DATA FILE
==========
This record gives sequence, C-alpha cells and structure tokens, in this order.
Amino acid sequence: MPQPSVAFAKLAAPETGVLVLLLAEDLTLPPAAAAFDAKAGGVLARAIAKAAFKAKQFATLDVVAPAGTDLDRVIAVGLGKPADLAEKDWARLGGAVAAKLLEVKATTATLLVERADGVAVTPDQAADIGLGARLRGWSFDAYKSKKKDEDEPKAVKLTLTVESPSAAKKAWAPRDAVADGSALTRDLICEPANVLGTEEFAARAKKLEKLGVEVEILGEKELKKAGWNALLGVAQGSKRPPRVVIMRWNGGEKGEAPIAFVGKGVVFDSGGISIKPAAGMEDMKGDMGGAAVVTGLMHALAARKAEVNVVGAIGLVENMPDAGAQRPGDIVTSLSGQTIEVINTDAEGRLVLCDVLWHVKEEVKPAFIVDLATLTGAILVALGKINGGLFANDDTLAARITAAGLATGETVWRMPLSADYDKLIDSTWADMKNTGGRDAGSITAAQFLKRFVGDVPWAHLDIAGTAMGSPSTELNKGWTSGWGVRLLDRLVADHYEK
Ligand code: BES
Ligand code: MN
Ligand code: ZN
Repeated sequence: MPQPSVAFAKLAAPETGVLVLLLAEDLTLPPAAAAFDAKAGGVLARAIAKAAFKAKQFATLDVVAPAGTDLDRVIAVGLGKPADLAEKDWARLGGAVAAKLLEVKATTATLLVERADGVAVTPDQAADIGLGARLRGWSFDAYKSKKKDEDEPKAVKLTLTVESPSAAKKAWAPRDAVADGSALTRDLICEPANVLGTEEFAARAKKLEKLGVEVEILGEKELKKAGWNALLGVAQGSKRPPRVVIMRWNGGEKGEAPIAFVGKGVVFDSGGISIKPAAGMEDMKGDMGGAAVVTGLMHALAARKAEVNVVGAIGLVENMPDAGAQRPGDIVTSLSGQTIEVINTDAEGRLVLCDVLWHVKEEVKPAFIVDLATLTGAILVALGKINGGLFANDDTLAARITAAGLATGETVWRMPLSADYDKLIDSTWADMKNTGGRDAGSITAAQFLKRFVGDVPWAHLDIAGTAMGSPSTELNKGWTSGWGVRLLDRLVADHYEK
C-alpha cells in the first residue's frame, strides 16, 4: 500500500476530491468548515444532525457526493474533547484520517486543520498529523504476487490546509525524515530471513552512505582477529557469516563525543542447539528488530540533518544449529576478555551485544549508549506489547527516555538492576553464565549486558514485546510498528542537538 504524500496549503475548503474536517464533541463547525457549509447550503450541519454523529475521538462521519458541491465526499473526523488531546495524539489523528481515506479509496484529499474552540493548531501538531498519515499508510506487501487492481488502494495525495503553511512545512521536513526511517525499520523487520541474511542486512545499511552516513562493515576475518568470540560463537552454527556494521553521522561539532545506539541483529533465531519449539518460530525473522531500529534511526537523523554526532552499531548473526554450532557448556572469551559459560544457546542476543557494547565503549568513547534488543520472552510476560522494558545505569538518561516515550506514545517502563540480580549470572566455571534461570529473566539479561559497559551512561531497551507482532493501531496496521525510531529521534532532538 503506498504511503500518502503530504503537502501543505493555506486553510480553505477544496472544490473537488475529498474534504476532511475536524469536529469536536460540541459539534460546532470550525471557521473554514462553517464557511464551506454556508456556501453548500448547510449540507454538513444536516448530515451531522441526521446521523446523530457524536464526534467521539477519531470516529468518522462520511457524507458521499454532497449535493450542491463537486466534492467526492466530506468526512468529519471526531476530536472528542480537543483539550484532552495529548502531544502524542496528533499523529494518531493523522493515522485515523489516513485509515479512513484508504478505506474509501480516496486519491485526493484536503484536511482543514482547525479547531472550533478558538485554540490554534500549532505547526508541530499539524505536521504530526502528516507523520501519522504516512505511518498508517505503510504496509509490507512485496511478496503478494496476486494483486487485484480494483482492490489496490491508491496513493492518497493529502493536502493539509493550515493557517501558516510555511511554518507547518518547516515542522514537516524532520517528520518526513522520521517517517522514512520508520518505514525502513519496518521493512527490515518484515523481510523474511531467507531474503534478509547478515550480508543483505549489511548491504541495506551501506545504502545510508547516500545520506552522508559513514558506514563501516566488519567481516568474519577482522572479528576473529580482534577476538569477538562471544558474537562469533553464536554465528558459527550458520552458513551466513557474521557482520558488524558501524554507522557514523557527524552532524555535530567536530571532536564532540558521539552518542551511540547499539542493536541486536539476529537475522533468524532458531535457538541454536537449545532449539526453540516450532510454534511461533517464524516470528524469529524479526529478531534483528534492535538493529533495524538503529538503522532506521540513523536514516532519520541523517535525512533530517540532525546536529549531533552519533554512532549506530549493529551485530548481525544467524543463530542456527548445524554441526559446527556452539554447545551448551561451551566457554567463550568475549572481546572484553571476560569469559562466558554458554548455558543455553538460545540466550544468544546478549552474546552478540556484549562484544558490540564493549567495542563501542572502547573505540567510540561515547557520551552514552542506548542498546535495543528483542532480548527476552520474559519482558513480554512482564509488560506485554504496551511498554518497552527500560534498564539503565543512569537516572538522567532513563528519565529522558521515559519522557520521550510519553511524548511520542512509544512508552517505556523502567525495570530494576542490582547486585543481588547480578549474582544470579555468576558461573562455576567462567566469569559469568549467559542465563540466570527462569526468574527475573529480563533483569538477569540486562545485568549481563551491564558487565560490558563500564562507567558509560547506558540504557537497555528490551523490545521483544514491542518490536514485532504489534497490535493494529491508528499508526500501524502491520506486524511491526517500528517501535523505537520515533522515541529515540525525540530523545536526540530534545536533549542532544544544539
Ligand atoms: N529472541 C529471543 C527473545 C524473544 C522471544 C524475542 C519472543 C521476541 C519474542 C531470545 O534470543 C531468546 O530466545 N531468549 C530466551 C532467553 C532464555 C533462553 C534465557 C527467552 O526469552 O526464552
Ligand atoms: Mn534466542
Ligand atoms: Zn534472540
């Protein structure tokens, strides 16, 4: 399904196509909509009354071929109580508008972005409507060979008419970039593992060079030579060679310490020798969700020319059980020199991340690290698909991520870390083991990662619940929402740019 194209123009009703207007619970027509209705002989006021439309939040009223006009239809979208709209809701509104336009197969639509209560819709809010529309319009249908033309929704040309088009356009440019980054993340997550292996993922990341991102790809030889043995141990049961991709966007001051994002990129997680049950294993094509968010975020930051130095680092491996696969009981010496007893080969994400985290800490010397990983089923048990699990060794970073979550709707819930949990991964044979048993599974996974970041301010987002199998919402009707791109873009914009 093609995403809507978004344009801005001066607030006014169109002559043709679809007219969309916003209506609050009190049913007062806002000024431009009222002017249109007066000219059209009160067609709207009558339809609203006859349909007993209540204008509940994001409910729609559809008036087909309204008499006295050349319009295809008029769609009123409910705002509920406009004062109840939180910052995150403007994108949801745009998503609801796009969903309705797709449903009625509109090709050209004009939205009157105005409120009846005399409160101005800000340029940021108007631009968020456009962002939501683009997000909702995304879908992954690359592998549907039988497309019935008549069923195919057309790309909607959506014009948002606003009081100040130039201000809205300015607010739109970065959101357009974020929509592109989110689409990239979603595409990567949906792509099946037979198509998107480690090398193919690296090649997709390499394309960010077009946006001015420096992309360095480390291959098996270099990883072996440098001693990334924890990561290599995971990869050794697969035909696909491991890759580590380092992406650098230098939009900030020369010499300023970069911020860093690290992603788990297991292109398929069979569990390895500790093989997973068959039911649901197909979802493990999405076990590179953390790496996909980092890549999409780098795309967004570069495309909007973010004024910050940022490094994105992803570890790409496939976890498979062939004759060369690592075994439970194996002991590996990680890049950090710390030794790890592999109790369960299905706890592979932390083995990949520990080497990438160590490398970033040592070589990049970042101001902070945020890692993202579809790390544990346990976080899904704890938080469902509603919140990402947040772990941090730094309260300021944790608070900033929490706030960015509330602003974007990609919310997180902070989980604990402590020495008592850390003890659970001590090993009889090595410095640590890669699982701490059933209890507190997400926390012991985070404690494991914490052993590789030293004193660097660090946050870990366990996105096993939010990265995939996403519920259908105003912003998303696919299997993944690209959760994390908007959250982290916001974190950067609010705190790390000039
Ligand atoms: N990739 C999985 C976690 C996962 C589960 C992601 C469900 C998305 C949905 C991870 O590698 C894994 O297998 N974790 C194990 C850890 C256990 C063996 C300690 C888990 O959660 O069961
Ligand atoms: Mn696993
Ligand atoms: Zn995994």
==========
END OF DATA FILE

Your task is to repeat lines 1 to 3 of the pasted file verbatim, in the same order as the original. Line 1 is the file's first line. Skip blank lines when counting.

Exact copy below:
This record gives sequence, C-alpha cells and structure tokens, in this order.
Amino acid sequence: MPQPSVAFAKLAAPETGVLVLLLAEDLTLPPAAAAFDAKAGGVLARAIAKAAFKAKQFATLDVVAPAGTDLDRVIAVGLGKPADLAEKDWARLGGAVAAKLLEVKATTATLLVERADGVAVTPDQAADIGLGARLRGWSFDAYKSKKKDEDEPKAVKLTLTVESPSAAKKAWAPRDAVADGSALTRDLICEPANVLGTEEFAARAKKLEKLGVEVEILGEKELKKAGWNALLGVAQGSKRPPRVVIMRWNGGEKGEAPIAFVGKGVVFDSGGISIKPAAGMEDMKGDMGGAAVVTGLMHALAARKAEVNVVGAIGLVENMPDAGAQRPGDIVTSLSGQTIEVINTDAEGRLVLCDVLWHVKEEVKPAFIVDLATLTGAILVALGKINGGLFANDDTLAARITAAGLATGETVWRMPLSADYDKLIDSTWADMKNTGGRDAGSITAAQFLKRFVGDVPWAHLDIAGTAMGSPSTELNKGWTSGWGVRLLDRLVADHYEK
Ligand code: BES